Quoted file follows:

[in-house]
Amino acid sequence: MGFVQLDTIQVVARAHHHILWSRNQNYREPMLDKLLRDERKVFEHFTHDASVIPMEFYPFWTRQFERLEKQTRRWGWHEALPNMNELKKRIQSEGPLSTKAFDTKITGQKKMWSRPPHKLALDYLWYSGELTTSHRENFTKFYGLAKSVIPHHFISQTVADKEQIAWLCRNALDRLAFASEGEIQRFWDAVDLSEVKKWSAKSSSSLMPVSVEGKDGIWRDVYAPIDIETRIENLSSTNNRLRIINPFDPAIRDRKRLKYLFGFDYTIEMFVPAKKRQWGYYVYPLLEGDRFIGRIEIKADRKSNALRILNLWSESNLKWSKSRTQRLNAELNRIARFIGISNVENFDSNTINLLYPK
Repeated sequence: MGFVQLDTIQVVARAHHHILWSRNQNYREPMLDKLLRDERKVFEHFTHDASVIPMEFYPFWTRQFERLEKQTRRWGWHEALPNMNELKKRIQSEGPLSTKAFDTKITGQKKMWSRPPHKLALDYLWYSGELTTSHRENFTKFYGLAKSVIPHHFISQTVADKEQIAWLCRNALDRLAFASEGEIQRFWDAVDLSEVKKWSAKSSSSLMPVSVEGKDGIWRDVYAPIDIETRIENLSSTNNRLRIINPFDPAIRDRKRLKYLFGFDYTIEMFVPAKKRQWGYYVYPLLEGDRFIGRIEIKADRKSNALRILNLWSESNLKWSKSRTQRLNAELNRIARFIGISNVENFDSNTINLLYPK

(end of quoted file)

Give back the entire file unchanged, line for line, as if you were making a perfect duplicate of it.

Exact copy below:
[in-house]
Amino acid sequence: MGFVQLDTIQVVARAHHHILWSRNQNYREPMLDKLLRDERKVFEHFTHDASVIPMEFYPFWTRQFERLEKQTRRWGWHEALPNMNELKKRIQSEGPLSTKAFDTKITGQKKMWSRPPHKLALDYLWYSGELTTSHRENFTKFYGLAKSVIPHHFISQTVADKEQIAWLCRNALDRLAFASEGEIQRFWDAVDLSEVKKWSAKSSSSLMPVSVEGKDGIWRDVYAPIDIETRIENLSSTNNRLRIINPFDPAIRDRKRLKYLFGFDYTIEMFVPAKKRQWGYYVYPLLEGDRFIGRIEIKADRKSNALRILNLWSESNLKWSKSRTQRLNAELNRIARFIGISNVENFDSNTINLLYPK
Repeated sequence: MGFVQLDTIQVVARAHHHILWSRNQNYREPMLDKLLRDERKVFEHFTHDASVIPMEFYPFWTRQFERLEKQTRRWGWHEALPNMNELKKRIQSEGPLSTKAFDTKITGQKKMWSRPPHKLALDYLWYSGELTTSHRENFTKFYGLAKSVIPHHFISQTVADKEQIAWLCRNALDRLAFASEGEIQRFWDAVDLSEVKKWSAKSSSSLMPVSVEGKDGIWRDVYAPIDIETRIENLSSTNNRLRIINPFDPAIRDRKRLKYLFGFDYTIEMFVPAKKRQWGYYVYPLLEGDRFIGRIEIKADRKSNALRILNLWSESNLKWSKSRTQRLNAELNRIARFIGISNVENFDSNTINLLYPK